Kruger, Paul


Kruger, Paul

biographical name

(born Oct. 10, 1825, Cradock district, Cape Colony—died July 14, 1904, Clarens, Switz.) South African soldier and statesman, noted as the builder of the Afrikaner nation. As a boy of 10, Kruger took part in the Great Trek and was impressed by the ability of the Boers to defend themselves against hostile African peoples and to establish an orderly government. When the British annexed the Transvaal in 1877, Kruger became the recognized champion of his people in the struggle to regain independence. After leading a series of armed attacks, he succeeded in obtaining limited independence and was elected president of the restored republic (1883–1902). In 1895 he fended off an attempt by Cecil Rhodes and Leander Starr Jameson to end Boer control of the republic. His age prevented his participation in the South African War and he retreated to the Netherlands; he died in Switzerland and was buried (December 1904) in Pretoria, S.Af.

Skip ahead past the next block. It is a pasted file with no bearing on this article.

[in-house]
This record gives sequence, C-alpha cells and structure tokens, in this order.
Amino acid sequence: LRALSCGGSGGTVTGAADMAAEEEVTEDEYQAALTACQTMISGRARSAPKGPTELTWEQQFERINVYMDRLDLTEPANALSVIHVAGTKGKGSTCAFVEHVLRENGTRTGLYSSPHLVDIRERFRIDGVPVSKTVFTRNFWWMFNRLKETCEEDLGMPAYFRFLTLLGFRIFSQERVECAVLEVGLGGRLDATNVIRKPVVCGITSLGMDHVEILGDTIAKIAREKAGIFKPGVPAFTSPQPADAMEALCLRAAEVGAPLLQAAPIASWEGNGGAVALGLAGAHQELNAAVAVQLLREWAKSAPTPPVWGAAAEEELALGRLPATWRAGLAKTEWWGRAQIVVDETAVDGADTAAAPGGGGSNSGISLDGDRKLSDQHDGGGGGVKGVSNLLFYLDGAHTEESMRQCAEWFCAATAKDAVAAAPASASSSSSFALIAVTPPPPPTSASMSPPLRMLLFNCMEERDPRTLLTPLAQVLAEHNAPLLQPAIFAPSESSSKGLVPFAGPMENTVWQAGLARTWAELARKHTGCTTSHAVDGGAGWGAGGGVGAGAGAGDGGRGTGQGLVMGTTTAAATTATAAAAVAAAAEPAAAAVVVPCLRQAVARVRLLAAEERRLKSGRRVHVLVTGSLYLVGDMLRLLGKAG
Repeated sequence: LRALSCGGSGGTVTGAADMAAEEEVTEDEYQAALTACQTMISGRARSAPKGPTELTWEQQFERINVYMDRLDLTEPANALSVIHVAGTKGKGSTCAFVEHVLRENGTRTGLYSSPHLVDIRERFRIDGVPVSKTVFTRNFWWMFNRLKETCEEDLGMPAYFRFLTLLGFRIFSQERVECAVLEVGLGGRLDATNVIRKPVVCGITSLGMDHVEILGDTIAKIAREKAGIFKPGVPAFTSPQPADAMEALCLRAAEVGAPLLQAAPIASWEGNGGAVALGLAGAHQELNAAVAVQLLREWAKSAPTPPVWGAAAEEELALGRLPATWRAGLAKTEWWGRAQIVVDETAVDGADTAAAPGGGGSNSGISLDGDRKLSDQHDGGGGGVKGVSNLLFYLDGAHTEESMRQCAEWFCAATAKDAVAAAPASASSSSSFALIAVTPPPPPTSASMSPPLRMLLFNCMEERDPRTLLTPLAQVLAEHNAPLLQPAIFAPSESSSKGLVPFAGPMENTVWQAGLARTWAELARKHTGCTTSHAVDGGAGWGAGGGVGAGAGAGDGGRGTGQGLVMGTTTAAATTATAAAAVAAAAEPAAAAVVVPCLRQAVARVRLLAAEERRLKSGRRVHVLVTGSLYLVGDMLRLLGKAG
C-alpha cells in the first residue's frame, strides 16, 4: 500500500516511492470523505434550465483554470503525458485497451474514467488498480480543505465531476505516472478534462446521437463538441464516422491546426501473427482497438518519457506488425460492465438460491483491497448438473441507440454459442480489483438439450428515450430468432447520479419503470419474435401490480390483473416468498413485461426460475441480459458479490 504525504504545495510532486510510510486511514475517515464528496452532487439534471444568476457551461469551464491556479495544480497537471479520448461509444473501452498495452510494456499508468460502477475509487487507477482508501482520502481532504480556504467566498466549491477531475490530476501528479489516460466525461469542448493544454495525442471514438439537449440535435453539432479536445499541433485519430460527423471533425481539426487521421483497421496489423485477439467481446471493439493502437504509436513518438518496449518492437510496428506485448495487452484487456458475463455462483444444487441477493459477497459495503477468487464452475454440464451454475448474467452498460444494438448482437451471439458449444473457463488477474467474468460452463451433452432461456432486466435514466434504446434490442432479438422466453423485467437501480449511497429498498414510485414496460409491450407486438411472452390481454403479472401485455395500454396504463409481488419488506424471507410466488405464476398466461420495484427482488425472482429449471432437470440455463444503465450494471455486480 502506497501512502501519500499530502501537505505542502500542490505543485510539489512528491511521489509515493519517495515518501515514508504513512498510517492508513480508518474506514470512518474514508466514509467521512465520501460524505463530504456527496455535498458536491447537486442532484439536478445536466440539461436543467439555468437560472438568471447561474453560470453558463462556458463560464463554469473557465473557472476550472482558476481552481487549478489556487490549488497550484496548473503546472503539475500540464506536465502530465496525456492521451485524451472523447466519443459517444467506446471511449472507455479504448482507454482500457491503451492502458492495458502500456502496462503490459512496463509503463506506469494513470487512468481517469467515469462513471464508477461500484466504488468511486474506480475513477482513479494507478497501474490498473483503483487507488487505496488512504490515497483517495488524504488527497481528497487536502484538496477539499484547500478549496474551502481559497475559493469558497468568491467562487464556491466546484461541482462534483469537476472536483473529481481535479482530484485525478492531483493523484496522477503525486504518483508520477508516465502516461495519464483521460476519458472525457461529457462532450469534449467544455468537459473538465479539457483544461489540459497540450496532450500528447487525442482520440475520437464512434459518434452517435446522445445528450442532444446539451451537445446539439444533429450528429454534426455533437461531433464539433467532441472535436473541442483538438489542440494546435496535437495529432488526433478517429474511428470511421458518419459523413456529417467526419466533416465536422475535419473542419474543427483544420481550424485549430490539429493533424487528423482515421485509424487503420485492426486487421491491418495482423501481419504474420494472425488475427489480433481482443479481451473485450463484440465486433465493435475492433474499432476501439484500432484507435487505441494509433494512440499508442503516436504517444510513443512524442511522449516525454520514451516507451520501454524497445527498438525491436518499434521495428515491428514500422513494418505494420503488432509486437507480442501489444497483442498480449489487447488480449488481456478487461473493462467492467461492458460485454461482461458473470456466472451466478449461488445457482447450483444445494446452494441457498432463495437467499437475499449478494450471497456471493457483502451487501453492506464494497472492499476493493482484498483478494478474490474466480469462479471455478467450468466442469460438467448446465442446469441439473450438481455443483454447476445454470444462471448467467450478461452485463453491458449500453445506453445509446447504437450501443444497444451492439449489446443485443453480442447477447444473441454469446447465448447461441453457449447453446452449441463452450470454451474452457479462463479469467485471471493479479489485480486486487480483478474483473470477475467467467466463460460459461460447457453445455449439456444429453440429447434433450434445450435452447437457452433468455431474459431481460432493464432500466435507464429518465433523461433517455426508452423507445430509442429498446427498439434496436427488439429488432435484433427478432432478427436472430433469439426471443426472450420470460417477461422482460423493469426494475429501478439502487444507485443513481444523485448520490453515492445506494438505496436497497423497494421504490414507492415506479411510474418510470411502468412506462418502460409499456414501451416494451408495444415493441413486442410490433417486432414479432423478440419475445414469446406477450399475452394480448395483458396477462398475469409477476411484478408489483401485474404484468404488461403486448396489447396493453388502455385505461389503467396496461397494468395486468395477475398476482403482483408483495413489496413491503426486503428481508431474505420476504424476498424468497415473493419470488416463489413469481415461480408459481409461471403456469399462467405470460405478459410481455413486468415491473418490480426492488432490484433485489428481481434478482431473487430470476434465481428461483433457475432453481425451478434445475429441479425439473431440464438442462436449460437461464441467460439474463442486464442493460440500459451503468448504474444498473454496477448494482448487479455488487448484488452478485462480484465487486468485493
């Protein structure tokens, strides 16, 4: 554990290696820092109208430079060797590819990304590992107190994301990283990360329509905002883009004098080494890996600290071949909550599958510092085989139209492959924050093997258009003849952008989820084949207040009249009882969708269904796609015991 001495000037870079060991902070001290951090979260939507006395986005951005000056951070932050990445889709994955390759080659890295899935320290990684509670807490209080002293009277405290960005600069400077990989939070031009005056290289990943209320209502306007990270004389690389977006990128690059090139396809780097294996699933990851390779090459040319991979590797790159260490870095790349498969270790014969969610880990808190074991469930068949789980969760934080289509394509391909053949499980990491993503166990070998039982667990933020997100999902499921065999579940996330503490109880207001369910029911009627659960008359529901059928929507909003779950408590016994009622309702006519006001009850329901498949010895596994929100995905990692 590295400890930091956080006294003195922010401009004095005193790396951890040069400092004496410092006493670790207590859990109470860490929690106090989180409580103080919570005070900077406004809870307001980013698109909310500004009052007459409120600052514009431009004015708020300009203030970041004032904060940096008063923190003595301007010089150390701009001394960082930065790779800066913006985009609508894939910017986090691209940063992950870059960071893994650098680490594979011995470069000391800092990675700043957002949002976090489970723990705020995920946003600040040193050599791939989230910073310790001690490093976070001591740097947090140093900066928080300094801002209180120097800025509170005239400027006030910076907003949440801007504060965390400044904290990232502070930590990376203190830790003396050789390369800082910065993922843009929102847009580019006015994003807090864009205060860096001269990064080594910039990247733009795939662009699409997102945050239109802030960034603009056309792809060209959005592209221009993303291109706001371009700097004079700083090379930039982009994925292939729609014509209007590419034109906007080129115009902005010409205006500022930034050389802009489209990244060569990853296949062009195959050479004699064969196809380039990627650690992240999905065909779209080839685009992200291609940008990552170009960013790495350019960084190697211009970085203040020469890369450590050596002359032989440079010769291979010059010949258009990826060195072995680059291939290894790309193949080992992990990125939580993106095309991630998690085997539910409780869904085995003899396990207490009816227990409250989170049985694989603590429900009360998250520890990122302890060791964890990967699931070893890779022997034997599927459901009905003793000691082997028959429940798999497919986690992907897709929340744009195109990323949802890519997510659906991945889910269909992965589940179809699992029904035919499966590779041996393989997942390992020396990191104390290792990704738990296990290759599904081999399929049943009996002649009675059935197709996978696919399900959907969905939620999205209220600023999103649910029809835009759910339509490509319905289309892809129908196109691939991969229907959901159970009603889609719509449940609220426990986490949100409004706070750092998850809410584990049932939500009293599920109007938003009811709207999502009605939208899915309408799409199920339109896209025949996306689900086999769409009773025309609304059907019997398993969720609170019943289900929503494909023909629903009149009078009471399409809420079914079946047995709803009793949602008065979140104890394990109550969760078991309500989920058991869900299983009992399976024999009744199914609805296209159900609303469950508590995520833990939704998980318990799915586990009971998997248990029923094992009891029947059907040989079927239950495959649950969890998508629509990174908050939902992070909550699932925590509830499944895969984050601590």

Variants of KRUGER, PAUL

Kruger, Paul orig. Stephanus Johannes Paulus Kruger

This entry comes from Encyclopædia Britannica Concise.
For the full entry on Kruger, Paul, visit Britannica.com.

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